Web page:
Besides pedestrian tunnels there were also steam tunnels. These were used to house pipes and wires that would feed all the buildings heat and electricity from the power plant, and many of these still exist under the soil. Admissions Drive has a wide grassy space along its center whic has a main steam tunnel under it that is connected by a doorway to the pedestrian tunnel. The town golf course was originally part of the hospitals farm and later used as an employee gold course. It still has steam tunnels crossing beneath it, unbeknownst to many a golfer.
At the edge of the golf course are two structures that were once used for patient recreation. The grandstand sits in ruins as golfers pass by and Robbins Hall which was once used to show movies, plays, and religious services. It was recently restored, but for over a decade it sat abandoned containing a commissary, peerless movie projector, bowling alley, libraries, and of course the auditorium.
The Park Row condominium development sits on the former Smith and McGregor groups. Although most were torn down the dining hall in the center of the McGregor group still stands, adapted for use as a clubhouse for the condos.
Some patient’s mental ailments were accompanied by long term chronic illnesses, such as Tuberculosis, and therefore the hospital had its own center for tubercular patients. A slew of buildings arranged in a half circle and connected by a curved corridor served as the tubercular wards. Each building has a caged in porch, as it was thought exposure to the outdoors was a good treatment for Tuberculosis. In the middle of this self-contained set of buildings were a kitchen, dining hall, and even a medical facility. This was so that the infectious patients would never be near the non-infected patients. NYIT renovated half the building and used it for its library, school of architecture, and administrative offices. The former kitchen served as the library and had a decent set of archives from the state hospital days. There was a storage area that led to the abandoned half of the complex. Walking through that doorway was like stepping through the looking glass. They called the entire set of connected buildings the Sunburst Building. NYIT has severely downsized its Central Islip campus and today the Sunburst Building is fully abandoned. Interestingly, because only half of Sunburst was renovated half of the buildings still contain their original caged porches, complete with chairs.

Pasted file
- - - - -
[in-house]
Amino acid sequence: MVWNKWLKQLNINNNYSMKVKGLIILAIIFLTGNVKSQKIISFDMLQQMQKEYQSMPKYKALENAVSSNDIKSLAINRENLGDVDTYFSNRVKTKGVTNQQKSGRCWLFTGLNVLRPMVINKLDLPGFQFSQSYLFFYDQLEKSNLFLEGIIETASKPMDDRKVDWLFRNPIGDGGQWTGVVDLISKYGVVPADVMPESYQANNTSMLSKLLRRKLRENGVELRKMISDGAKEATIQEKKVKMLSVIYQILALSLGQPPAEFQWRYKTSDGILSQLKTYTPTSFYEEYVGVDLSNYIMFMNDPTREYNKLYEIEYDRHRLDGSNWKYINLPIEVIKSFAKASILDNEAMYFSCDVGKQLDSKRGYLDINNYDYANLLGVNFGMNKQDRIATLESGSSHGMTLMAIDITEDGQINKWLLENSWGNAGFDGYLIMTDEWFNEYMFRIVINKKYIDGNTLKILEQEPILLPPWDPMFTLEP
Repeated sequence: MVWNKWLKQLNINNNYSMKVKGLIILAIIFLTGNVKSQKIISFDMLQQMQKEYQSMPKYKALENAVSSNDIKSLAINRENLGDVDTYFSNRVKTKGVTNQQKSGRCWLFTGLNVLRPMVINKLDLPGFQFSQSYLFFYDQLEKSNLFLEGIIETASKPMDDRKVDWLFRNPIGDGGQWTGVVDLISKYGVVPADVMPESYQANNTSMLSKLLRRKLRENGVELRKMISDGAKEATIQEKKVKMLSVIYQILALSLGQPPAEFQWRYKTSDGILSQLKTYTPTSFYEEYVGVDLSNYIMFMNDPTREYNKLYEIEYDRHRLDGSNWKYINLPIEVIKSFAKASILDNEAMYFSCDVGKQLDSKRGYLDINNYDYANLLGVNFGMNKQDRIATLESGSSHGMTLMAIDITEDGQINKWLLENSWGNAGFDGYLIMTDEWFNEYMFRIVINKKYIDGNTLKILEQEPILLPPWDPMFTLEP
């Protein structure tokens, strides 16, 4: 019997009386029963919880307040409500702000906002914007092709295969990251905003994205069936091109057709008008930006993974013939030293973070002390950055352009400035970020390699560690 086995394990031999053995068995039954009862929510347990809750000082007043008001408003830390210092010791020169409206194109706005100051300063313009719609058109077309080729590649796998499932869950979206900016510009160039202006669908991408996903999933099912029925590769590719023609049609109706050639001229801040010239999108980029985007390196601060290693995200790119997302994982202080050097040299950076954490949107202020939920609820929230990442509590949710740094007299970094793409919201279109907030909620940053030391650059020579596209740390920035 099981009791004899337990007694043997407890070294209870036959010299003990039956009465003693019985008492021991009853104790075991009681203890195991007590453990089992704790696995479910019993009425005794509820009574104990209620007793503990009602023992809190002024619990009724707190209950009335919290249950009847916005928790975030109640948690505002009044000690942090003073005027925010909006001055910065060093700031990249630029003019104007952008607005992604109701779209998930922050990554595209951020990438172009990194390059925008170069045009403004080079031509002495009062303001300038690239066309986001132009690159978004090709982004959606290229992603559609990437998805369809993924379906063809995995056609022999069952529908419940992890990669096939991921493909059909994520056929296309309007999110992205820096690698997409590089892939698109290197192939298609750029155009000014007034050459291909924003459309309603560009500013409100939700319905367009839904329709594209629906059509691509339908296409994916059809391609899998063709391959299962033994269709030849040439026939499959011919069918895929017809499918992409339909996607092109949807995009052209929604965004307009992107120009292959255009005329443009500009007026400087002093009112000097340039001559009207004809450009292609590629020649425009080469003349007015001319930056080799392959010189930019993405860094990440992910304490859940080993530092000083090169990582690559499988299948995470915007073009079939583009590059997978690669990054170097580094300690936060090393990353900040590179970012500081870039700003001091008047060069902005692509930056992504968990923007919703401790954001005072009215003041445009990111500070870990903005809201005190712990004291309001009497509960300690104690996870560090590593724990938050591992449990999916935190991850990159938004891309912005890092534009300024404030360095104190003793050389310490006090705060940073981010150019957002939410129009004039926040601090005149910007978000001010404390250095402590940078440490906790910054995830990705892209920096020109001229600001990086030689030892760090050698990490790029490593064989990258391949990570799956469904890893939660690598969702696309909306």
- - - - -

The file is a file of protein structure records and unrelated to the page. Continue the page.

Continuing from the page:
The latest hospital power plant was torn down in 2005. There was however an older power plant that was used to heat the South Colony of the hospital which today is used by the town highway department. It still boasts many signs of its original use, including electrical equipment, tunnels, an electrical panel wich is now used as storage shelves, and a closet that is the bottom part of the former smoke stack. Dotted around it are also two abandoned sewage buildings. These are the only standing remnants of the South Colony. At one point its buildings stretched nearly a mile all connected with corridors and a tunnels.
Coal and passengers were brought in via train spurs from the LIRR Central Line. Just north of a NYIT parking lot, along Carlton Avenue, we see a curb that doesn’t appear to serve any purpose. This was in fact the passenger platform on the spur that terminated at the South Colony. Don’t wait too long for the train if you visit.
The massive state hospital was administered from a building that looks like a large brick house. Inside are a post office, records room, and offices. The roof was once used as a WWII lookout for German airplanes.
Between the Administration Building and Sunburst is a rather odd structure, a house sheathed in aluminum panels. This was in fact an early example of pre-fabricated house construction. It was built in 1931 for display at the Allied Arts Exposition in New York City, and at one point this metal house graced a Huntington estate, serving as a guesthouse.
Many of the patients lived their entire lives at the facility. The cemetery where they were buried still remains next to the parkway and the federal courthouse. Many of the numbered concrete markers are overgrown but some are still visible. An obelisk sits in the cemeteries center, commemorating the interred.
Today the Long Island Ducks baseball team plays on the former grounds of the hospital. So, the next time you are munching on a hotdog at Citibank Park remember, echoes of the past are staring you right in the face.